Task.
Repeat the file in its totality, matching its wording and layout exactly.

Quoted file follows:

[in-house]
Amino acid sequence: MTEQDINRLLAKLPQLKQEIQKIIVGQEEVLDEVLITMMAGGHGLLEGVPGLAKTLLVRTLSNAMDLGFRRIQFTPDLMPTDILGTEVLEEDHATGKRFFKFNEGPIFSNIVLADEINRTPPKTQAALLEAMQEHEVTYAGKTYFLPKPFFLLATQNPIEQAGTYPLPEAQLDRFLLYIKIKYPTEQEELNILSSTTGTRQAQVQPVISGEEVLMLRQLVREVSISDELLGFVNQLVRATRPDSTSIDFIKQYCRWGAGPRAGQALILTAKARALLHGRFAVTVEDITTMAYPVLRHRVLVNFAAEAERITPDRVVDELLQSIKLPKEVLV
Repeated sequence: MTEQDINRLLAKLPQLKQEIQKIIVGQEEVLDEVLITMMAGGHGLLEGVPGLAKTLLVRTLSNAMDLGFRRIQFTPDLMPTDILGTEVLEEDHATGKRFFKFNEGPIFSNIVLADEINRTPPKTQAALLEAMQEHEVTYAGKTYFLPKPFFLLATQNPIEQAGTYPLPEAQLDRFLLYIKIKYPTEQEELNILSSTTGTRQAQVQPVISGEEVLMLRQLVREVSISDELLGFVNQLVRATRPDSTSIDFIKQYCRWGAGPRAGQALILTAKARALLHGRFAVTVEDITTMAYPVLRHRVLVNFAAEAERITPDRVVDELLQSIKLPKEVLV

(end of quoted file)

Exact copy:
[in-house]
Amino acid sequence: MTEQDINRLLAKLPQLKQEIQKIIVGQEEVLDEVLITMMAGGHGLLEGVPGLAKTLLVRTLSNAMDLGFRRIQFTPDLMPTDILGTEVLEEDHATGKRFFKFNEGPIFSNIVLADEINRTPPKTQAALLEAMQEHEVTYAGKTYFLPKPFFLLATQNPIEQAGTYPLPEAQLDRFLLYIKIKYPTEQEELNILSSTTGTRQAQVQPVISGEEVLMLRQLVREVSISDELLGFVNQLVRATRPDSTSIDFIKQYCRWGAGPRAGQALILTAKARALLHGRFAVTVEDITTMAYPVLRHRVLVNFAAEAERITPDRVVDELLQSIKLPKEVLV
Repeated sequence: MTEQDINRLLAKLPQLKQEIQKIIVGQEEVLDEVLITMMAGGHGLLEGVPGLAKTLLVRTLSNAMDLGFRRIQFTPDLMPTDILGTEVLEEDHATGKRFFKFNEGPIFSNIVLADEINRTPPKTQAALLEAMQEHEVTYAGKTYFLPKPFFLLATQNPIEQAGTYPLPEAQLDRFLLYIKIKYPTEQEELNILSSTTGTRQAQVQPVISGEEVLMLRQLVREVSISDELLGFVNQLVRATRPDSTSIDFIKQYCRWGAGPRAGQALILTAKARALLHGRFAVTVEDITTMAYPVLRHRVLVNFAAEAERITPDRVVDELLQSIKLPKEVLV